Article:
The CUYAHOGA RIVER divides the east and west sides of Cleveland. It originates in springs in the highlands of Geauga County, in the adjoining townships of Hambden and Montville. The 2 sources, forming the East and West branches of the river, are 35 mi. east of Cleveland. The river flows southwest to Cuyahoga Falls, on the northern edge of Akron, where it drops into a large, deep valley and turns sharply north, thus forming the letter U with its 80-mi. course. Upon reaching Cleveland, about 6 mi. from its mouth, it becomes a sharply twisting stream before emptying into Lake Erie. It is believed that the Mohawk Indians meant "crooked river" when they called it "Cayagaga," although the Senecas called it "Cuyohaga," or "place of the jawbone." Originally the old river bed's last bend took the mouth westward along the lakeshore to Weddell St. (now W. 54th St.), until the present mouth was dug in 1827 to form WHISKEY ISLAND and a more direct channel which leads straight into Lake Erie. The OHIO & ERIE CANAL paralleled the Cuyahoga between Akron and Cleveland. The business district of the early city fronted on the river, where steamers, schooners, and canal boats exchanged imported goods for the products of local industry. In the 1850s and 1860s, shipyards lining the old ship channel on the west side turned out hundreds of vessels of all classifications.

A view of the Cuyahoga River, looking north from the riverbank at Superior Ave., 1870. WRHS
A view of the Cuyahoga River, looking north from the riverbank at Superior Ave., 1870. WRHS.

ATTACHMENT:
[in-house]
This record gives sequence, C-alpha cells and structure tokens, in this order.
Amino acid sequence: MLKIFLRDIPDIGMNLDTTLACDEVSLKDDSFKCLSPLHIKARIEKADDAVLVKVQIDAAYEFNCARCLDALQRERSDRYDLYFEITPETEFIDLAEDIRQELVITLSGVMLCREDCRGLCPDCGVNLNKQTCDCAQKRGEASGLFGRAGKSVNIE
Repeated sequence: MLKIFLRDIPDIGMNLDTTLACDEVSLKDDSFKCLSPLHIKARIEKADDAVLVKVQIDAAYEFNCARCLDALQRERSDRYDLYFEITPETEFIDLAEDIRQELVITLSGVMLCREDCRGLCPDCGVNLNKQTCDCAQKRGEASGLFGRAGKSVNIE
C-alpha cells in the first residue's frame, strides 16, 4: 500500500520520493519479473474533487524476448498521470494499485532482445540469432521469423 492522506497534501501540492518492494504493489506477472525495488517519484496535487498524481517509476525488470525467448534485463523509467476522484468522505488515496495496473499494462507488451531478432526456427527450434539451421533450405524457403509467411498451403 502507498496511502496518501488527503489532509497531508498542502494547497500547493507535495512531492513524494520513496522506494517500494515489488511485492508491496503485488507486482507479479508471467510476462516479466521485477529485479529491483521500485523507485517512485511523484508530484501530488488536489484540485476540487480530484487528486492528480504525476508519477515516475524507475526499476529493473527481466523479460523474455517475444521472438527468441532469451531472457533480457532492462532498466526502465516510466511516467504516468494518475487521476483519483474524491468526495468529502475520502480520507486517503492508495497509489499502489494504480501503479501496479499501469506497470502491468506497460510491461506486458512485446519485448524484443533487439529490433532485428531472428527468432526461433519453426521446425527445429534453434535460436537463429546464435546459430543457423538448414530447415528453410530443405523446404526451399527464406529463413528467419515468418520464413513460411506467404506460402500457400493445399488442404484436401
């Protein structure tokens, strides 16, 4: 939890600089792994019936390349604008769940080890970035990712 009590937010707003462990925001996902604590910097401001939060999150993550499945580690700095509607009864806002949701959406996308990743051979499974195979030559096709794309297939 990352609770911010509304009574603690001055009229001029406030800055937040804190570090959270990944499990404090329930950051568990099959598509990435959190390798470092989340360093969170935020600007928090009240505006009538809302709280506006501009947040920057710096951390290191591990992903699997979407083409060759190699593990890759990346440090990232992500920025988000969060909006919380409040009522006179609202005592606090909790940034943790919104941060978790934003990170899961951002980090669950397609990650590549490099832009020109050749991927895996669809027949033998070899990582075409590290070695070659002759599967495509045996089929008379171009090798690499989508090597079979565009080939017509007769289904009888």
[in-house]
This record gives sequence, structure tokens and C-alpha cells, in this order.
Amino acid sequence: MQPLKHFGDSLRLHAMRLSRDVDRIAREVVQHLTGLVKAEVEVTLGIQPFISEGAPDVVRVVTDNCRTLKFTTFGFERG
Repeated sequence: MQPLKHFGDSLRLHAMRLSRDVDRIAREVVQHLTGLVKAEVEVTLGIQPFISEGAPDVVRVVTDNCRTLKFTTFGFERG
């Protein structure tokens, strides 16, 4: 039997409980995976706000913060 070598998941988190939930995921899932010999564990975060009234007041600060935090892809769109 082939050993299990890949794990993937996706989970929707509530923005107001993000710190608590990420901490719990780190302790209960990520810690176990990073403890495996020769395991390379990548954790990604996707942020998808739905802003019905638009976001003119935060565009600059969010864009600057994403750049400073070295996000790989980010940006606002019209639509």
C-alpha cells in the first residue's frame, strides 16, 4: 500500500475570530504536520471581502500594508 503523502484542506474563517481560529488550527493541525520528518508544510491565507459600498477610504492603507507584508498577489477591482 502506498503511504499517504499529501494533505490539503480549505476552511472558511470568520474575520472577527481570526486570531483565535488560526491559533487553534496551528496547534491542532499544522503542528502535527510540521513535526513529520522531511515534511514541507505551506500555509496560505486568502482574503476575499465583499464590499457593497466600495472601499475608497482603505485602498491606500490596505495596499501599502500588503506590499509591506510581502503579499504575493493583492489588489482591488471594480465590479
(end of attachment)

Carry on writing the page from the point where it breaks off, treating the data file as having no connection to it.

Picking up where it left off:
Industry had claimed virtually all of Cleveland's riverfront by 1881, when the discharge from factories and oil refineries made it, according to Mayor RENSSELAER R. HERRICK, "an open sewer through the center of the city." With federal assistance, the river mouth was widened beginning in 1898, and beginning in 1936 the river was widened and the channel deepened so that 600' freighters could navigate safely. The challenge of communication between the east and west sides of the city has necessitated the construction of dozens of BRIDGES over the years. On 22 June 1969, a burning oil slick floating on the river caused extensive damage to 2 railroad trestles at the foot of Campbell Rd. Hill. Although oil fires were nothing new on the Cuyahoga, this one received national attention, and Time magazine (1 Aug. 1969) branded the Cuyahoga as one of the most polluted rivers in the U.S. Water quality improved over the next decade with the construction of sewer interceptors and wastewater-treatment plants, and remedial measures taken by industry in response to lawsuits brought by the U.S. attorney and others. In 1982, reflecting increasing development of the FLATS as an entertainment destination, the Lake Erie Marine Trades Assn. organized a "Venetian Nights Parade" of boats on the river. In time this evolved into the Riverfest (1984), the Flatsfest (1992), and finally the River Expo (1994), which have attracted crowds of up to 250,000.


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